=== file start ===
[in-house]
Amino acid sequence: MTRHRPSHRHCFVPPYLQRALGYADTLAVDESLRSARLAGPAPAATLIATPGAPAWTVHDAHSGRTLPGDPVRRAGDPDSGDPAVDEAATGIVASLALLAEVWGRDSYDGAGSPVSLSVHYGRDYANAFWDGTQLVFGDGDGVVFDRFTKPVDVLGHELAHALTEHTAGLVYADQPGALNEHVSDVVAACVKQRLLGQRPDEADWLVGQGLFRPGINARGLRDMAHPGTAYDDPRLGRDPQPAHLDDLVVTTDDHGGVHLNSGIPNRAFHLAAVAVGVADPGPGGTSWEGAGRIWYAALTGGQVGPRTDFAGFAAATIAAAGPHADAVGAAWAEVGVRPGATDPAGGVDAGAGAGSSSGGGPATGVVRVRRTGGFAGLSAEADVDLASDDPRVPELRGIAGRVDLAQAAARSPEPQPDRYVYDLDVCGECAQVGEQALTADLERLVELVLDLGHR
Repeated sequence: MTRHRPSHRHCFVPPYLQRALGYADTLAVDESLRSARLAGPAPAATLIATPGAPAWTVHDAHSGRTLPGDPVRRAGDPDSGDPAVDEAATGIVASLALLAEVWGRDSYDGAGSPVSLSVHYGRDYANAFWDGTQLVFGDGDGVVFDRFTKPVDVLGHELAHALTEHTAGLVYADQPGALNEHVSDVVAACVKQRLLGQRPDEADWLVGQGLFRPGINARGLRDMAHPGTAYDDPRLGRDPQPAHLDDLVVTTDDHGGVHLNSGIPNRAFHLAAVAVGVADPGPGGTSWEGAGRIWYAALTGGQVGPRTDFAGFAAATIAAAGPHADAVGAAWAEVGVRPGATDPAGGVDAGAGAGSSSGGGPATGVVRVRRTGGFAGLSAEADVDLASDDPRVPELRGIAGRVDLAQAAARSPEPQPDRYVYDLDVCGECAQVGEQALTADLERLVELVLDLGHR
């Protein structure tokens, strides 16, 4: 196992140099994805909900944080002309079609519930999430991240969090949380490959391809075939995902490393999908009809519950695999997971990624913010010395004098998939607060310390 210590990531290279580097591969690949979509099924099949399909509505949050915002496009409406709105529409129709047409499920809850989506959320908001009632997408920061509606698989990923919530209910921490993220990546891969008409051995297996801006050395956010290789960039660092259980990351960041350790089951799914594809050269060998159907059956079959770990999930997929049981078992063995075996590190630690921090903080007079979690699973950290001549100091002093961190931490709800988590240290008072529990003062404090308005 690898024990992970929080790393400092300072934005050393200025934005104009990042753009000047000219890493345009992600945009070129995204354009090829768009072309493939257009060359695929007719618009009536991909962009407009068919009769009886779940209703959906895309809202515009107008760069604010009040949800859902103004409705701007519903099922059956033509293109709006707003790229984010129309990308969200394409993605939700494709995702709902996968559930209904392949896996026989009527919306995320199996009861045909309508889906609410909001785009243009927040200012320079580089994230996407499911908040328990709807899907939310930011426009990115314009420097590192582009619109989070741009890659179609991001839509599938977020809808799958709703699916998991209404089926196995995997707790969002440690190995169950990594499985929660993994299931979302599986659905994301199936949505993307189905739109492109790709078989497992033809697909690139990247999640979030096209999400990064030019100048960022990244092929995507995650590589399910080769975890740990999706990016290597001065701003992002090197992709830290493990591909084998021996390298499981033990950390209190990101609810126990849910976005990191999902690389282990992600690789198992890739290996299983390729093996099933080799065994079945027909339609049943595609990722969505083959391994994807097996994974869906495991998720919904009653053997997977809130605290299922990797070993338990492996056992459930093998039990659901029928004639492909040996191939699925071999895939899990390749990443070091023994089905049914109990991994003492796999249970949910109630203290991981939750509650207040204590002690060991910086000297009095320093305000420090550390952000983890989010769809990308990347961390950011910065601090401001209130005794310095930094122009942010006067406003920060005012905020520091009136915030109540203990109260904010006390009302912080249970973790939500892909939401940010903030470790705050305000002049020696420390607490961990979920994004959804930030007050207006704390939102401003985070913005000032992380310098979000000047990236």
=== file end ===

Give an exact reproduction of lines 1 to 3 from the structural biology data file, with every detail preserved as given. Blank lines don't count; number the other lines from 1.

[in-house]
Amino acid sequence: MTRHRPSHRHCFVPPYLQRALGYADTLAVDESLRSARLAGPAPAATLIATPGAPAWTVHDAHSGRTLPGDPVRRAGDPDSGDPAVDEAATGIVASLALLAEVWGRDSYDGAGSPVSLSVHYGRDYANAFWDGTQLVFGDGDGVVFDRFTKPVDVLGHELAHALTEHTAGLVYADQPGALNEHVSDVVAACVKQRLLGQRPDEADWLVGQGLFRPGINARGLRDMAHPGTAYDDPRLGRDPQPAHLDDLVVTTDDHGGVHLNSGIPNRAFHLAAVAVGVADPGPGGTSWEGAGRIWYAALTGGQVGPRTDFAGFAAATIAAAGPHADAVGAAWAEVGVRPGATDPAGGVDAGAGAGSSSGGGPATGVVRVRRTGGFAGLSAEADVDLASDDPRVPELRGIAGRVDLAQAAARSPEPQPDRYVYDLDVCGECAQVGEQALTADLERLVELVLDLGHR
Repeated sequence: MTRHRPSHRHCFVPPYLQRALGYADTLAVDESLRSARLAGPAPAATLIATPGAPAWTVHDAHSGRTLPGDPVRRAGDPDSGDPAVDEAATGIVASLALLAEVWGRDSYDGAGSPVSLSVHYGRDYANAFWDGTQLVFGDGDGVVFDRFTKPVDVLGHELAHALTEHTAGLVYADQPGALNEHVSDVVAACVKQRLLGQRPDEADWLVGQGLFRPGINARGLRDMAHPGTAYDDPRLGRDPQPAHLDDLVVTTDDHGGVHLNSGIPNRAFHLAAVAVGVADPGPGGTSWEGAGRIWYAALTGGQVGPRTDFAGFAAATIAAAGPHADAVGAAWAEVGVRPGATDPAGGVDAGAGAGSSSGGGPATGVVRVRRTGGFAGLSAEADVDLASDDPRVPELRGIAGRVDLAQAAARSPEPQPDRYVYDLDVCGECAQVGEQALTADLERLVELVLDLGHR